Books by Lloyd Alexander

Released: Aug. 1, 2007

"Though not his strongest, and adding little to his body of work, this may nevertheless please fans looking forward to one last adventure from the late author. (Fiction. 9-13)"
Fourteen-year-old orphan Carlo's daydreaming wreaks havoc in his uncle's warehouse in the port of Magenta. Read full book review >
DREAM-OF-JADE by Lloyd Alexander
Released: Sept. 1, 2005

"Absolutely first-class storytelling with a remarkable little heroine. (Fiction. 7-10)"
A savvy, sassy little cat causes quite a stir when she defies Chinese custom and law to teach the Emperor how to be a wise and happy ruler in this gentle, satiric tale of friendship. Read full book review >
Released: Feb. 1, 2005

"Just plain fun. (Fiction. 10-14)"
Intrepid is the word for Vespar Holly. Read full book review >
THE ROPE TRICK by Lloyd Alexander
Released: Oct. 1, 2002

"It is no illusion that this is a magical read. (Fiction. 8-12)"
It's wonderful to be in the thrall of a master storyteller once more, as Alexander (The Gawgon and the Boy, 2001, etc.) spins this full-hearted tale of magic, illusion, and love. Read full book review >
THE GAWGON AND THE BOY by Lloyd Alexander
Released: May 1, 2001

"I had some reluctance about being educated')—a quietly zany tribute to the power of stories. (Fiction. 10-14)"
A sweet tale of imagination and intergenerational friendship on the cusp of the Depression. Read full book review >
Released: Aug. 1, 2000

An original pour quoi tale explaining why cats have the ability to purr, pleasing both themselves and their owners. Read full book review >
GYPSY RIZKA by Lloyd Alexander
Released: April 1, 1999

"Alexander has a flair for finding the comedic in his pageant of characters, while his chain of absurdities reveals a truth or two about the human condition along the way. (Fiction. 10-14)"
This tome from Alexander (The Iron Ring, 1997, etc.) showcases all the elements of a farce as mayors and councilmen, gypsies and ragamuffins supplant kings and princes, warriors and magic cats. Read full book review >
THE IRON RING by Lloyd Alexander
Released: May 1, 1997

"Laugh-out-loud humor leavens the story to perfection. (Fiction. 4-8)"
A complex tale of honor and adventure, love and compassion, that shines with the dusky richness of an oriental tapestry. Read full book review >
THE ARKADIANS by Lloyd Alexander
Released: June 1, 1995

When Lucian, a young bean counter in the palace of King Bromios of Arkadia, discovers that the royal soothsayers are fleecing the treasury, he is forced to run for his life. Read full book review >
THE FORTUNE-TELLERS by Lloyd Alexander
Released: Sept. 1, 1992

"A winning tale, superlatively presented. (Picture book. 4-10)"
When the poor, hard-working young carpenter seeks comfort from a fortuneteller, the old man hoodwinks him with double talk: "Rich you will surely be...[if] you earn large sums of money." Read full book review >
Released: Oct. 1, 1991

Recounting the adventures of the son of an imaginary Chinese emperor, a master storyteller once again weaves a compelling tale. Read full book review >
Released: April 1, 1990

"Vastly entertaining."
Still narrated in hilariously flowery style by Brinnie—her dim, sentimental old guardian—the adventures of marmalade-haired superperson Vesper Holly continue in this fifth, but apparently not last, in the series. Read full book review >
THE KING'S FOUNTAIN by Ezra Jack Keats
Released: Oct. 31, 1989

"The result is both overwhelming and uninviting."
The clever have no courage, the strong no sense, and the scholar is of no practical use — so the poor man goes himself to the king and, without learning or brawn or a silver tongue, convinces him not to build the palace fountain that would divert water from the city below. Read full book review >
Released: Jan. 1, 1989

"Fine, comic high adventure; beguiling jacket by Trina Schart Hyman."
Returning an overdue library book is sometimes an unpleasant experience, but seldom a life-or-death escapade—as of course it proves to be for superheroine Vesper Holly. Read full book review >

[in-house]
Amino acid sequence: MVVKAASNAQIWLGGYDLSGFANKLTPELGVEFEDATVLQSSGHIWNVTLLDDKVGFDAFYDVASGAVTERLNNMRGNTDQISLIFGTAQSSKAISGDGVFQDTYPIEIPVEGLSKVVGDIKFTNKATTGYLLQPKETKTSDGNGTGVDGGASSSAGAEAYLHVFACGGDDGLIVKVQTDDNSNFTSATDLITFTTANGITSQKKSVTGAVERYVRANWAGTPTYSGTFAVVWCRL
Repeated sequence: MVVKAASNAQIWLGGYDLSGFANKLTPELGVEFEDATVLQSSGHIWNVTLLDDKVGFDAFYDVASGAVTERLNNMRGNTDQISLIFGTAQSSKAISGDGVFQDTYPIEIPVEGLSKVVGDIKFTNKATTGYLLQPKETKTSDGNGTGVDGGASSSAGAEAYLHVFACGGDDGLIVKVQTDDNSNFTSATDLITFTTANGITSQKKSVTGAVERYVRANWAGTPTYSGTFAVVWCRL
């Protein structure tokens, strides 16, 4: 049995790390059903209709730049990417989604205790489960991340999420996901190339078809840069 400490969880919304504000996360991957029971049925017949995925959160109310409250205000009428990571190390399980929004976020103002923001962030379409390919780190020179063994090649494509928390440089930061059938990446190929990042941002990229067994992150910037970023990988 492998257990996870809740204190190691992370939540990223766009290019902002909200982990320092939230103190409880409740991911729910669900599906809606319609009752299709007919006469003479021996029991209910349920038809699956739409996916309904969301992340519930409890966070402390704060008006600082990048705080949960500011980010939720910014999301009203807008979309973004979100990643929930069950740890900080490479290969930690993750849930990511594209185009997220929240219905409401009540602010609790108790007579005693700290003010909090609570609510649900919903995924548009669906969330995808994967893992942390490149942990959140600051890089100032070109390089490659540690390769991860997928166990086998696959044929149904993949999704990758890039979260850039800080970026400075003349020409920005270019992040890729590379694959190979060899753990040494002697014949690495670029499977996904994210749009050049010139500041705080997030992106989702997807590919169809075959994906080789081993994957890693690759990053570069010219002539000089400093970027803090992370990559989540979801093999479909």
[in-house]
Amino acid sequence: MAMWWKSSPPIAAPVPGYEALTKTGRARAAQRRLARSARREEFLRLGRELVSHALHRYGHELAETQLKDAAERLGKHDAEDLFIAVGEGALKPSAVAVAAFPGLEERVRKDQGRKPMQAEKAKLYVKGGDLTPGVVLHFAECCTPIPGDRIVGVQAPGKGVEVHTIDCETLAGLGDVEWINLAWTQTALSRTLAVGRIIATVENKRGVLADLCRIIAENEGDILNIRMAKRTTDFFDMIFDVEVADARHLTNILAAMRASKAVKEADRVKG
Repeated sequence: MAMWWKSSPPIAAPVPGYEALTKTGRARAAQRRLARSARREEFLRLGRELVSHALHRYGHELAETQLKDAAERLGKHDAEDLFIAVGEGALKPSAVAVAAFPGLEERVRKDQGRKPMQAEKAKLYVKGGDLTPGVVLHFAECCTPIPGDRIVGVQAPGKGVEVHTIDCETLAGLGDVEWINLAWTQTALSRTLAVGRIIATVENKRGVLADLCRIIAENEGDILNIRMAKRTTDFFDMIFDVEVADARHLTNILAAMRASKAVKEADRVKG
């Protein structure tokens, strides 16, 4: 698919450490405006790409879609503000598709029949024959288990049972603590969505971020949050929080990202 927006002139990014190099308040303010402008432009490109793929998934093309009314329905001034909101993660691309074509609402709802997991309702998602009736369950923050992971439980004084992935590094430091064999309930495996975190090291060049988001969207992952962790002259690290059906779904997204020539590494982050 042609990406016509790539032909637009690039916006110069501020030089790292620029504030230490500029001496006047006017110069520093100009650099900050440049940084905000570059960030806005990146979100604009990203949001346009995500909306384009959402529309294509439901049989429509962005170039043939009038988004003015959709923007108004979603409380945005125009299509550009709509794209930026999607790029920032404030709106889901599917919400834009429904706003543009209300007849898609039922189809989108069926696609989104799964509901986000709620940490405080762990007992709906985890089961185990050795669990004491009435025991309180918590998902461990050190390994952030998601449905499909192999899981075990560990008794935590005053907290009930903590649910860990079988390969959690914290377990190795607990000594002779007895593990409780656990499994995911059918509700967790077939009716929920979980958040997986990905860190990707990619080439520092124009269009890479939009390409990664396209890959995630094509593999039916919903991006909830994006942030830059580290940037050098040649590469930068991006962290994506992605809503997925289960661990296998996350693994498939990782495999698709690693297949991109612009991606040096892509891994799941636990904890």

Released: April 1, 1988

"A happy addition to the Alexander oeuvre."
In her third adventure, Vesper Holly engages her adversaries, with her usual flamboyant Amazonian style, in a small Balkan country. Read full book review >
Released: April 1, 1987

"Lightweight, compared to Alexander's Westmark series, but should entertain adventure fans."
The heroine of last year's Illyrian Adventure returns for another series of hairbreadth escapes. Read full book review >
Released: April 1, 1986

"A truly exciting story, it carries the reader along to a triumphant conclusion and the hope that Vesper may have another adventure before she settles down—perhaps in Illyria, where she seems to have left her heart."
Award-winning Alexander's stories have often taken inspiration from Welsh mythology. Read full book review >
THE KESTREL by Lloyd Alexander
Released: April 1, 1982

"This is old-fashioned story-telling through-and-through, its handling of themes more fossilized than timeless—which is probably fine with Alexander's audience."
Alexander's Westmark ended with printer's devil Theo helping oust the villains at court and his beggar girlfriend Mickle revealed as Princess Augusta. Read full book review >
WESTMARK by Lloyd Alexander
Released: May 12, 1981

"A cavalier treatment of the political questions raised earlier, but a colorful and nimbly executed adventure."
Alexander's latest once-upon-a-time adventure, unfolded this time with no recourse to magic, brings Theo, an orphaned printer's devil and a true innocent, up against a repressive government that has policemen break into the printing shop, kill his master, and destroy the press—all because they've accepted an order from a traveling quack, the self-styled Dr. Absalom. Read full book review >
Released: Aug. 18, 1978

"Felicitously spun, ingeniously framed adventure."
Emerging from a river to find himself king of an exotic and dangerous world, former ne'er-do-well Lukas rises grandly to the occasion, placing more demands upon himself than are imposed by the situation, while occasionally berating the shabby traveling conjurer who seems to have transported him there—though Lukas doesn't know if the man has power to snatch him back or even if he can hear Lukas calling him. Read full book review >
Released: Oct. 28, 1977

"In the last story a cat who has failed at a number of apprenticeships proves himself a 'master at being a cat'; those who appreciate that talent—and consider it sufficiently various—will find Alexander too a light-footed master of graceful entertainment."
Eight fanciful, sparkling fairy tales, all demonstrating, in Alexander's words, that cats are "more sensible than the rest of us." Read full book review >
THE WIZARD IN THE TREE by Lloyd Alexander
Released: April 28, 1975

"The period is the beginning of the industrial revolution, but the tempo is reminiscent of the Marvelous Misadventures of Sebastian—quick-witted melodrama and nimble-tongued romanticism."